Japanese politician stricken by an understated disease: A horror of the illness means little mention of it when a public figure suffers. Terry McCarthy reports from Tokyo

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The Independent Online
JAPANESE doctors are renowned for not telling patients that they are suffering from cancer. The Japanese have a unique horror of the disease - when asked in a recent survey what illness they feared most, 51 per cent said cancer, compared to just 4 per cent who said they feared heart disease.

For a doctor to tell a patient that he or she has cancer is horrifyingly direct in a culture that values the indirect and the subtle understatement.

In their defence, doctors say that no matter what euphemisms they use, patients suffering from cancer instinctively know it, deep down. But both prefer to live in a realm of half-truths and gentle self-deception.

In a survey last year, a quarter of those asked said they would not like their doctor to tell them if they had cancer, and nearly 60 per cent said they would not tell a relative who was suffering from the disease.

But what works in private life becomes more strained in the public domain. Japan's political world is awash with rumours that Michio Watanabe, the Foreign Minister, has cancer. Little has been said in public. Mr Watanabe says he is recovering from a cold, but no one is convinced.

Mr Watanabe was admitted to hospital last May for what was said to be a gall bladder operation. The first sign it was something more serious came when he was kept in hospital for two months after what should have been a straightforward surgical procedure. When he emerged from hospital, he had lost weight, looked haggard, and announced he would be commuting to parliament from his hospital bed for 'continuing tests and observation'.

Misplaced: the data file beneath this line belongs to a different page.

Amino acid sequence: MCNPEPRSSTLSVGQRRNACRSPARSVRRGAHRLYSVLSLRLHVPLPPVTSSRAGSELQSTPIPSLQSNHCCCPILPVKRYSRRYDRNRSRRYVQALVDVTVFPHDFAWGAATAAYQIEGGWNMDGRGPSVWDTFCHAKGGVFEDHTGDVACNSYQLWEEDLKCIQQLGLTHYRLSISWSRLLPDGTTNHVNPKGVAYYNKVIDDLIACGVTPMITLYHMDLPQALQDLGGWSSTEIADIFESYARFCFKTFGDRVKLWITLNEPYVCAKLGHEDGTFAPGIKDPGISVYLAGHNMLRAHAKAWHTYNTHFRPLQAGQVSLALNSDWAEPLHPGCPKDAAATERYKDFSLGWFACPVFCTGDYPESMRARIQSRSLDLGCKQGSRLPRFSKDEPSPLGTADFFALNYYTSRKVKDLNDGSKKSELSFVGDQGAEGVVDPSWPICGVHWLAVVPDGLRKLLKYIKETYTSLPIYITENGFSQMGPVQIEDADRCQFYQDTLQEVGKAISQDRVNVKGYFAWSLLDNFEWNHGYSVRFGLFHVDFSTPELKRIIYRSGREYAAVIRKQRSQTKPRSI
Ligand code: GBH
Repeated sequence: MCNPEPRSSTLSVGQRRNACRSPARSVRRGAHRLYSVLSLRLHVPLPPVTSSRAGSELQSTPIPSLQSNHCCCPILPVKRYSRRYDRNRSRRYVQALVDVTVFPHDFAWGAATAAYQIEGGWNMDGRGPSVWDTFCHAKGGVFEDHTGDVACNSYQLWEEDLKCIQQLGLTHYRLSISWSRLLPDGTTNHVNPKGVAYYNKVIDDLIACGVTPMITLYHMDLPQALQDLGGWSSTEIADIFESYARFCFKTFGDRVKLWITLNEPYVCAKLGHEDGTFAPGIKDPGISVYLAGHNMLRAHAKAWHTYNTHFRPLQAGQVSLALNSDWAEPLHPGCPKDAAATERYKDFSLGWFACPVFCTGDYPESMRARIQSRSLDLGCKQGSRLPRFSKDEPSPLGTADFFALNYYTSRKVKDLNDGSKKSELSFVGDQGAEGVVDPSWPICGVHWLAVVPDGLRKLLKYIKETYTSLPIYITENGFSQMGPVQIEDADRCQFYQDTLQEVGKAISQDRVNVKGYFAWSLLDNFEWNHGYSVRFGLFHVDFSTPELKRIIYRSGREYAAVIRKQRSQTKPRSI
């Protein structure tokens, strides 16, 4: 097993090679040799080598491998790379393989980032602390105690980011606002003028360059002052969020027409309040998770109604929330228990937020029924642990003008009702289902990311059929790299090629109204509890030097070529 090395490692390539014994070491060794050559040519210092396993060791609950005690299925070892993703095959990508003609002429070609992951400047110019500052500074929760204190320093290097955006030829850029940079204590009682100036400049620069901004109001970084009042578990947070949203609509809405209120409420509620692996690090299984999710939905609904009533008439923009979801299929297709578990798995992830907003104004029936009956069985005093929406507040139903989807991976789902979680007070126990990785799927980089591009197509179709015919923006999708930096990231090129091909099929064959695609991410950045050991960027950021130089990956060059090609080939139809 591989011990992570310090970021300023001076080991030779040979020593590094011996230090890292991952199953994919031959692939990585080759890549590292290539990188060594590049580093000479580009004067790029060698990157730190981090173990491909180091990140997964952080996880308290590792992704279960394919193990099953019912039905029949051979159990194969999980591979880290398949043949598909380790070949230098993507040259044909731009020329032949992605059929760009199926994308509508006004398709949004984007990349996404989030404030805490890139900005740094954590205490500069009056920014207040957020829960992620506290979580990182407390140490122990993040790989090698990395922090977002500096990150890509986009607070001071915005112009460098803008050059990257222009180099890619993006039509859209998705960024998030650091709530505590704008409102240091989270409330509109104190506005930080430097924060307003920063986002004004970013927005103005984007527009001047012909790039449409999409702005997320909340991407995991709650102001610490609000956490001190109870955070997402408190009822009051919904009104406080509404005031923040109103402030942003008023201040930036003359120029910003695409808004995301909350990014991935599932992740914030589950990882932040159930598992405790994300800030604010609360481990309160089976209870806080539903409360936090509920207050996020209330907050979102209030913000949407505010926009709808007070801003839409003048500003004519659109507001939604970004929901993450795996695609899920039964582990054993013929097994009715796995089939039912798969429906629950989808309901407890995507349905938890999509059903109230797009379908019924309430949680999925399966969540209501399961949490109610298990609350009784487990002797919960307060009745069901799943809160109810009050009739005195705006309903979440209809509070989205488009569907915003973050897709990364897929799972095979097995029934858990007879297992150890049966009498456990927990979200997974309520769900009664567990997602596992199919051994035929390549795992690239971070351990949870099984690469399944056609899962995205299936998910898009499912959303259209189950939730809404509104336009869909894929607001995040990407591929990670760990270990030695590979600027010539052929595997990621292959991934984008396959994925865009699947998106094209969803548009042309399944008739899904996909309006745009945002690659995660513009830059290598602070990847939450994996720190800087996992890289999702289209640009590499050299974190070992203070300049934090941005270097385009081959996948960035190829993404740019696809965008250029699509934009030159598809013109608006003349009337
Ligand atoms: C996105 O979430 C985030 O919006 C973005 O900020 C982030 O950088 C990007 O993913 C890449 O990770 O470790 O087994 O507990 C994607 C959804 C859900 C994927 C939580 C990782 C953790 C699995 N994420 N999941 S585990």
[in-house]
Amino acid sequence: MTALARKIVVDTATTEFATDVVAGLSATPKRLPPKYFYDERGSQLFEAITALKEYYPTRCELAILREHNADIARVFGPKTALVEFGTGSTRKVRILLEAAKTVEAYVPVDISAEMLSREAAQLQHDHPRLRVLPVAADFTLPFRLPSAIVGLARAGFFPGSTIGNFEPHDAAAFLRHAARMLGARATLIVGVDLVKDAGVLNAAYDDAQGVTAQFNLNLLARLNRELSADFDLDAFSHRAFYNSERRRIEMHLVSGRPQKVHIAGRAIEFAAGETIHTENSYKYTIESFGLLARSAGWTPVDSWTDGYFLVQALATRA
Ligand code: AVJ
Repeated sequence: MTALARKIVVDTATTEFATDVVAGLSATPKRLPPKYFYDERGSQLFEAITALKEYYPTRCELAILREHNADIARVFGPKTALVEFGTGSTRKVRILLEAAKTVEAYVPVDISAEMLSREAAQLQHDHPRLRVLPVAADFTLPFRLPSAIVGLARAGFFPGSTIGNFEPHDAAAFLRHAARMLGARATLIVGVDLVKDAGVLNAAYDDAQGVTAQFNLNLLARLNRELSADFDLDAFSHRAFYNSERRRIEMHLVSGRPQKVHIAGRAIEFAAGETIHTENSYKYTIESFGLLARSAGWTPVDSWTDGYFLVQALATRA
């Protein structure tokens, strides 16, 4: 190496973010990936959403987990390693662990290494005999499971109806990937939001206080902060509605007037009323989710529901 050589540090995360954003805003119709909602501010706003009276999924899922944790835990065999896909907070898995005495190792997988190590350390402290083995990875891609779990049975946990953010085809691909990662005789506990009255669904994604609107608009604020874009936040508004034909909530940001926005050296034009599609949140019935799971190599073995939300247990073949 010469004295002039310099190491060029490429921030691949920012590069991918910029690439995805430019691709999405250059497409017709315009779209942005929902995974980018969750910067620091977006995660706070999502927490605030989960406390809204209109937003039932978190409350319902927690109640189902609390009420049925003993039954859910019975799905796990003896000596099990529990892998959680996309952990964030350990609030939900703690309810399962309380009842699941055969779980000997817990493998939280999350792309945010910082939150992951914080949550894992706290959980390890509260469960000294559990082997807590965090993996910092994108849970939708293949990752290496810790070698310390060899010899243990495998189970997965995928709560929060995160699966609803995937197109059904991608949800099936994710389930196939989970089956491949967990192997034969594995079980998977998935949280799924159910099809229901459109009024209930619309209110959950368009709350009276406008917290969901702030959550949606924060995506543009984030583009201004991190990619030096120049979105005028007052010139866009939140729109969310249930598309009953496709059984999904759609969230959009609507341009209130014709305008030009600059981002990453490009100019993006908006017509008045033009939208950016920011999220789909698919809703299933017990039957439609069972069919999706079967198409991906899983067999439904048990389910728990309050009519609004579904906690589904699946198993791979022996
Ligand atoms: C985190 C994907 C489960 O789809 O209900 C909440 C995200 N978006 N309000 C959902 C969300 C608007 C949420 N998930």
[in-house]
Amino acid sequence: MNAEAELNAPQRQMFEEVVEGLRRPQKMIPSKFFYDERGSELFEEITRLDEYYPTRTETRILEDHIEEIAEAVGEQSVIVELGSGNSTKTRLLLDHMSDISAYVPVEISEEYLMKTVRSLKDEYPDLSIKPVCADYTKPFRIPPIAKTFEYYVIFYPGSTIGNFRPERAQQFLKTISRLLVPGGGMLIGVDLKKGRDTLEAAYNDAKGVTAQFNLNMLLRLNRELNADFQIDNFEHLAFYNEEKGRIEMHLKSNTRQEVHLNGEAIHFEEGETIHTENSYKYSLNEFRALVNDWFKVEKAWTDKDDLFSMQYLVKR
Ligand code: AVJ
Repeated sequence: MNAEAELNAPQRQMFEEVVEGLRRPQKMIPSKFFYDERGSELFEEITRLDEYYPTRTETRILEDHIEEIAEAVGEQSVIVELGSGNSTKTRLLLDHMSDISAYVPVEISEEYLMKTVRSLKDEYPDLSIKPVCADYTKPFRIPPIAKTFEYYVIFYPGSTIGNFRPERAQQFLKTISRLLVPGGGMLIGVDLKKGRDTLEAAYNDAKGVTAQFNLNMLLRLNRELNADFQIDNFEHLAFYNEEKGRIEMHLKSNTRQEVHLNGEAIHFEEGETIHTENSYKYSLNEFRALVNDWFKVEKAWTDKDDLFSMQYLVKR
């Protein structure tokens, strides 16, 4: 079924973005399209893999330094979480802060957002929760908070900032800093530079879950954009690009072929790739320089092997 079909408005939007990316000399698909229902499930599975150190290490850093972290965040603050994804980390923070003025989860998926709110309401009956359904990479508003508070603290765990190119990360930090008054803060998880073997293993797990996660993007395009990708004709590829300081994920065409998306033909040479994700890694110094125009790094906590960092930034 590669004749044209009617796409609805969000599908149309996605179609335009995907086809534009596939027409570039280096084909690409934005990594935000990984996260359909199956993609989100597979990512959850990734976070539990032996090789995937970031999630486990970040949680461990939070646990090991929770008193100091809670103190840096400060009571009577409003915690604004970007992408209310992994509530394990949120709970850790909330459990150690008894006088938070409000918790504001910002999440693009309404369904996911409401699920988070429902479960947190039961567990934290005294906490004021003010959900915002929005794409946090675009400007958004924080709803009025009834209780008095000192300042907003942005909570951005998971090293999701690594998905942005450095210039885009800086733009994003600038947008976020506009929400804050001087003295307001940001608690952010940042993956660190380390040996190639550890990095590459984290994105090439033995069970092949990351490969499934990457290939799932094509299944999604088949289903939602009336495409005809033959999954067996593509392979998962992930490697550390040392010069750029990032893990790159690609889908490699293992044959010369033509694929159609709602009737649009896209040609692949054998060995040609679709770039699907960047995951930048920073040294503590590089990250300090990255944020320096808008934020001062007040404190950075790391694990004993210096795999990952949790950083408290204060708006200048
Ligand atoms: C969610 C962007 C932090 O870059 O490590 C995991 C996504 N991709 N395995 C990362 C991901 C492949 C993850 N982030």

After a short trip to the US last month, his condition worsened, and he was readmitted to hospital. Officials said Mr Watanabe was suffering from a cold and exhaustion from his trip. He missed meetings with Boutros Boutros- Ghali, the UN Secretary-General, and Helmut Kohl, the German Chancellor.

Mr Watanabe's condition has become painfully embarrassing. During the parliamentary debates on the budget, he repeatedly excused himself from the chamber and left early, supporting himself against pieces of furniture as he shuffled to the door. With Japan becoming more involved in G7 discussions about Russia, and Tokyo preparing to host a G7 summit in July, muted comments are being made that Mr Watanabe is no longer able to perform the taxing job of Foreign Minister.

Bureaucrats at the Foreign Ministry, who have been staunchly defending their boss's health in public, have been conceding in private since last summer that his condition is serious. Some have even drawn parallels with Shintaro Abe, a former foreign minister who spent months in hospital suffering, officially, from gallstones until he died in 1991 from what was later admitted to have been cancer of the pancreas.

Two reasons seem to be keeping Mr Watanabe in his job despite his obvious distress: personal ambition and a determination not to allow the faction he leads to fall apart. After 30 years in parliament, and 17 years as a cabinet minister, Mr Watanabe is next in line for the prime ministership when it comes up in October. In his weakened state, few think he could get the job. But after three decades of political toil it must be a difficult dream to abandon.

At the same time, there is no obvious successor to Mr Watanabe. If he were to resign now, many members of his faction might be tempted to go in search of another powerful patron who could guarantee funding and some hope of cabinet positions.

Such a break-up would add further to the turmoil and sense of crisis engulfing the ruling Liberal Democratic Party, and party elders must be quietly admiring Mr Watanabe's stoicism for hanging on and maintaining a semblance of stability.

(Photograph omitted)

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